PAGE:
Do I really need a women’s specific road bike?
There appears to be a little bit of conjecture about this subject so I thought I’d do a bit of research and give you my own opinion about women specific bikes or WSD (women specific design) bikes as many of the manufacturers call them.
Firstly I should tell you that I ride a women’s specific bike – a six-month old Specialized Amira Expert road bike which I love. I call it ‘Speedy’ but it’s really a bit of a joke with myself because I’m not exactly a speedy rider (although my average speed continues to increase over time so maybe one day I’ll really deserve the name).
My first bike was a Jamis road bike which was also women’s specific although probably didn’t have as many ‘women’s specific’ modifications as my Specialized.
So you could conclude that I ‘believe’ in the WSD philosophy and that would be quite true. However not every woman probably needs a WSD bike. For some, if you don’t ride a great deal then a bike that’s roughly the right size is going to suffice. Also, if you’re tall or not a ‘typical’ women’s dimensions then it may also not be necessary. On average, women have shorter torsos, shorter arms, and longer legs than a man of the same height. Women’s hands and feet are smaller, and shoulders are narrower………. and – no surprises here – women’s hips are wider. The important thing to note here is that these differences refer to averages and of course we’re not all average. I’m shortish – 160 cm or 5 foot 3 inches, and I think for that reason a WSD is for me.
So what makes a women’s specific bike different from men’s or unisex ones you may ask. The bike manufacturers that produce women’s bikes have varied approaches. Some modify a stock “unisex” frame by changing to a shorter stem, smaller handlebars, shorter cranks and a wider saddle. Others take a more comprehensive approach, actually designing women’s specific frames differently – often with a shorter top tube, a more relaxed head tube angle, a taller head tube, and perhaps a slightly steeper seat tube angle.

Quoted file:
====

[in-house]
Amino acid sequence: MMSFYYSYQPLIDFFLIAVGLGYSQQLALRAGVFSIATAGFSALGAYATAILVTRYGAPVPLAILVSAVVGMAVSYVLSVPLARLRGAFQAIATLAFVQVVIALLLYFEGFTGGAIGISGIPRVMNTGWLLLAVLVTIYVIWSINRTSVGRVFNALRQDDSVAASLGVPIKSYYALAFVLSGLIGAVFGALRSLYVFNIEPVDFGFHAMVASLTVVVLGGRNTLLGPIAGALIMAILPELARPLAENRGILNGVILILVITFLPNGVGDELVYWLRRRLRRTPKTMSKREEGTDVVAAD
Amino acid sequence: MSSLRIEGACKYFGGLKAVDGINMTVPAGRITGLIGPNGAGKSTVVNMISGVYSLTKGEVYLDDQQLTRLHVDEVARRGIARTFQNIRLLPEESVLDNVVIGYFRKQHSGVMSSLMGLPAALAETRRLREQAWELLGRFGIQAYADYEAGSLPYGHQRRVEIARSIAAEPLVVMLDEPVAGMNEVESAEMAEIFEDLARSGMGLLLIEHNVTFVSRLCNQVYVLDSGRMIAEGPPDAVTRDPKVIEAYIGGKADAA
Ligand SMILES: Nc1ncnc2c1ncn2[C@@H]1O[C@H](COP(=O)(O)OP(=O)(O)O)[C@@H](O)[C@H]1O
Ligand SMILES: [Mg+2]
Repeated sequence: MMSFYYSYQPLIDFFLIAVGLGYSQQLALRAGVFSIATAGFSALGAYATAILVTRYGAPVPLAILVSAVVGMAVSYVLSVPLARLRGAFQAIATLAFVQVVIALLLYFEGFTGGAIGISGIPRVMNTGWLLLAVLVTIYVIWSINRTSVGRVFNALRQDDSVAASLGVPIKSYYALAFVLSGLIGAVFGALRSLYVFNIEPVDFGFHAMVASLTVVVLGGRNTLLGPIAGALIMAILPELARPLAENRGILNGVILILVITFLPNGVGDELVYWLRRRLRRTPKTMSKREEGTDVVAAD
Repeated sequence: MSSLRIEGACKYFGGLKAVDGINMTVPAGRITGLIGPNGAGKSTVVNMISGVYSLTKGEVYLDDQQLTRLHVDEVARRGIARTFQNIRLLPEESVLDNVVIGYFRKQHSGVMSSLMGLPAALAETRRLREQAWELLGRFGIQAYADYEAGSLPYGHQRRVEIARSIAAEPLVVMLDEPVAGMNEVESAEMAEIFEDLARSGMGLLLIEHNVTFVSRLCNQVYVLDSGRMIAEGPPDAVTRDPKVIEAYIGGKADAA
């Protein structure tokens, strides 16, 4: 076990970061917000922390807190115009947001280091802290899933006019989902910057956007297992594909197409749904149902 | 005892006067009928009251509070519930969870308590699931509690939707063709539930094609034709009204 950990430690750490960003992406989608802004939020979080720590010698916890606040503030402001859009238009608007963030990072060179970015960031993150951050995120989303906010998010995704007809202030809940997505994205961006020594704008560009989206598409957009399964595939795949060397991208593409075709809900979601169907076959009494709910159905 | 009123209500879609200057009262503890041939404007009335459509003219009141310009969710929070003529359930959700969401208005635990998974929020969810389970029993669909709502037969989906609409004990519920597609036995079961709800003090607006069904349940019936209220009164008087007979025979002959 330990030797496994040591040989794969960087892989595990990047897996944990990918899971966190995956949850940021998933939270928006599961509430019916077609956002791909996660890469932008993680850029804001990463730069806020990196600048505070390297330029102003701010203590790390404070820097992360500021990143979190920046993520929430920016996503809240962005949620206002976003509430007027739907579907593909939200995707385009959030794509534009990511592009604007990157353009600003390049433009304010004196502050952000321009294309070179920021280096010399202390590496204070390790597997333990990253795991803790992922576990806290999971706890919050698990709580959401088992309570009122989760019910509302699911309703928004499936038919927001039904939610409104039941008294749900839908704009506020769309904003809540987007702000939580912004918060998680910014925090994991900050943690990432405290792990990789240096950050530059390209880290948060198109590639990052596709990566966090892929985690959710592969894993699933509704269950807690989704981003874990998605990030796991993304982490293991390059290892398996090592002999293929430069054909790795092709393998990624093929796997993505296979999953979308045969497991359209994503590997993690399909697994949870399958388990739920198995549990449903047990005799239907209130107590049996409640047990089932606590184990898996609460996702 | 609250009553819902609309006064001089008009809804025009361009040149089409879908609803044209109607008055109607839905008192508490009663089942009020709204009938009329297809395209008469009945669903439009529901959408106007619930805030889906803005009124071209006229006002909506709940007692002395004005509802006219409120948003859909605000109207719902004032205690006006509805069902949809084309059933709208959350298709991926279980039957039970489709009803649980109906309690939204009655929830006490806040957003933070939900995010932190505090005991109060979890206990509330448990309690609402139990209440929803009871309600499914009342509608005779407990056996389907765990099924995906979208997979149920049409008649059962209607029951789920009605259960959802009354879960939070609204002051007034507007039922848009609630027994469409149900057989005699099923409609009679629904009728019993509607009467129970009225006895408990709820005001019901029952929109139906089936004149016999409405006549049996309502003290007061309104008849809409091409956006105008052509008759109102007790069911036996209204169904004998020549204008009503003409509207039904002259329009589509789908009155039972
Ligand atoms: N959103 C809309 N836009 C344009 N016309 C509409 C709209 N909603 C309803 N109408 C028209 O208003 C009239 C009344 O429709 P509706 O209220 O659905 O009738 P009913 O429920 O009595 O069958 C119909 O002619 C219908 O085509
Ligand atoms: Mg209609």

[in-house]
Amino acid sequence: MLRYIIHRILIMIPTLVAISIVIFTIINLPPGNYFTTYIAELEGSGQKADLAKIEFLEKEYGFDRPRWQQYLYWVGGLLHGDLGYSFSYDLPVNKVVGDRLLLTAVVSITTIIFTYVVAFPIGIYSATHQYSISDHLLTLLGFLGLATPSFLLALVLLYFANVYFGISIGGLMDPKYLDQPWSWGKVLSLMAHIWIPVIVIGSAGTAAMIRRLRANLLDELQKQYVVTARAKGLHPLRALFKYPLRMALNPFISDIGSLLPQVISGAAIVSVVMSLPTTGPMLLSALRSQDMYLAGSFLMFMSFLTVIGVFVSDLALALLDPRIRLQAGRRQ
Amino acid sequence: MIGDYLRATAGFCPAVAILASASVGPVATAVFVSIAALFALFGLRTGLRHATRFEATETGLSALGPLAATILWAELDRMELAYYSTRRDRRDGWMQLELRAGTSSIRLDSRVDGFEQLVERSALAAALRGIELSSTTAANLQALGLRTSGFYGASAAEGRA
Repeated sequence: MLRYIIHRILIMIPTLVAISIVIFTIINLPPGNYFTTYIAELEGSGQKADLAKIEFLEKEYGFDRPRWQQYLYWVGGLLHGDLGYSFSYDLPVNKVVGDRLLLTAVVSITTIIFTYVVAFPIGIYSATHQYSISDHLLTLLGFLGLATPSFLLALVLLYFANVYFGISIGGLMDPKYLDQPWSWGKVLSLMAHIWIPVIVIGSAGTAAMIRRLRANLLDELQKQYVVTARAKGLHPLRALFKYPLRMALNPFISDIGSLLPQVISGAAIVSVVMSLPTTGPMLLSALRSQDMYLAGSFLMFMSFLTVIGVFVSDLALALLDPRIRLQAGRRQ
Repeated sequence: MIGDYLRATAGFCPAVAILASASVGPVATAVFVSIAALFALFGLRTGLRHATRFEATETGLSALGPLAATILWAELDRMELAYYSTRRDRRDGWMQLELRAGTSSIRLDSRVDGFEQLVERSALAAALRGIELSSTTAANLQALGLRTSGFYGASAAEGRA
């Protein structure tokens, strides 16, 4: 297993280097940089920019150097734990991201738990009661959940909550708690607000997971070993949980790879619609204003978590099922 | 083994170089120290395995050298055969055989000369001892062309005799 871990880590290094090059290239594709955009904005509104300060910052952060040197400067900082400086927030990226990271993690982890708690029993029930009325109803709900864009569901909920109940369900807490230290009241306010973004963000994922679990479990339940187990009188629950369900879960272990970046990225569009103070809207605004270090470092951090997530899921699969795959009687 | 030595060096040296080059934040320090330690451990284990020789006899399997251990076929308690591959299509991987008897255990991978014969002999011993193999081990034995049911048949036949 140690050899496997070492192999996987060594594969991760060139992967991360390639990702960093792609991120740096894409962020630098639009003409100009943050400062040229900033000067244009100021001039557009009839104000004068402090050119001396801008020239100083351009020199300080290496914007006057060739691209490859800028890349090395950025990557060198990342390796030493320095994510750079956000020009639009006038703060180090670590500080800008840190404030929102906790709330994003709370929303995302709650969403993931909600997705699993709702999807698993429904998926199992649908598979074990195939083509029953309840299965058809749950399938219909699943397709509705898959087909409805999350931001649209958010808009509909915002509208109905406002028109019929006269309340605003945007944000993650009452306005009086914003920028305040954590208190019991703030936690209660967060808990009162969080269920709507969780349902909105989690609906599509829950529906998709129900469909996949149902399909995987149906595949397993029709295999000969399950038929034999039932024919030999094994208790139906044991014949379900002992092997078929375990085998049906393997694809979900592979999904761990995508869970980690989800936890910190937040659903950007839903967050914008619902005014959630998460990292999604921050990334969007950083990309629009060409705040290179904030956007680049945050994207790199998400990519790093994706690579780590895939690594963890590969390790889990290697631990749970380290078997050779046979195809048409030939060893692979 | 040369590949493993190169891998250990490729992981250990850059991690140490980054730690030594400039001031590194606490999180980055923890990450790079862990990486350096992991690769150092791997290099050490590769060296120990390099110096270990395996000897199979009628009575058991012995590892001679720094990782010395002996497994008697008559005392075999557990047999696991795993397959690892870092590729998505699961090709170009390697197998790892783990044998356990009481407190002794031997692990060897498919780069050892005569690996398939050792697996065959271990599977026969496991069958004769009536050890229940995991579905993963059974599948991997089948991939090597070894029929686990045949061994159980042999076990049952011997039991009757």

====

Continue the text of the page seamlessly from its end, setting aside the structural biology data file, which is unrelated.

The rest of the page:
Besides frame geometry, there are many other modifications like narrower or smaller handlebars, the brakes and shifters can be sized for smaller hands, the saddle can be wider in the rear to accommodate a woman’s wider sit bones and perhaps have a cut-out to prevent soft tissue damage. It’s all starting to sound a bit scientific now.
I have read some comments by critics who say that WSD bikes are a just a marketing gimmick and maybe they are right, or at least partially right, so you really have to make up your own mind.
My bike is comfortable for me to ride. I never get a sore back or sore anything for that matter except on really long rides (for me that’s over 80 km) so I’d have to conclude that the WSD thing works for me.
Late last year my lovely partner Phillip, who also rides, researched and put a shortlist together of all the WSD road bikes available in Australia. My minimum specification was Shimano Ultegra, full carbon frame and it couldn’t be pink or have anything pink on it. That eliminated a few great brands like Bianchi which only does WSDs up to 105 gearing and Giant which from memory had an obscenely bubble gum pink bike in the range.
So our shortlist consisted of Trek (also later eliminated for having pale pink on the bike), Cannondale, Giant (they had another model that wasn’t pink) and Specialized. The next step was to visit a few bike shops which regrettably, other than the women’s shop at Clarence Street Cyclery rarely carry more than one or two WSDs in their shops. That means you have to buy something potentially without ever having seen it or more importantly sat on it.
Fortunately for me (and for Specialized) I had visited a ride test day at Homebush a few months earlier where Specialized had set up a ‘test’ centre with a huge range of all their road and mountain bikes and allowed people to actually ride around the roads and test them out. They had different sizes of all their bikes and that’s where I met ‘Speedy’. It was great to be able to actually test out the bikes on the roads I usually ride on including the very bumpy Hill Road. I actually had no intention of buying a bike in the near future when I visited this great marketing innovation but I certainly stored the information in the back of my mind for future reference. If you ever hear of Specialized or any other manufacturer doing something similar I’d recommend you go along.
So the rest is history, after comparing a few of the available WSDs Phillip and I found ourselves at Ashfield Cycles where we placed our order a few weeks before Christmas. Sadly I had to wait until early February to take delivery but it was well worth the wait.
In conclusion I’d recommend you talk to your local bike shop and quiz them about their views on WSDs and your suitability to one. But don’t fall for the bargain bike that is last year’s model that they really want to get rid of, particularly if it’s not the right size for you. It will only lead to pain and suffering.
I’d love to hear the views of others on this subject. What’s your own experience been?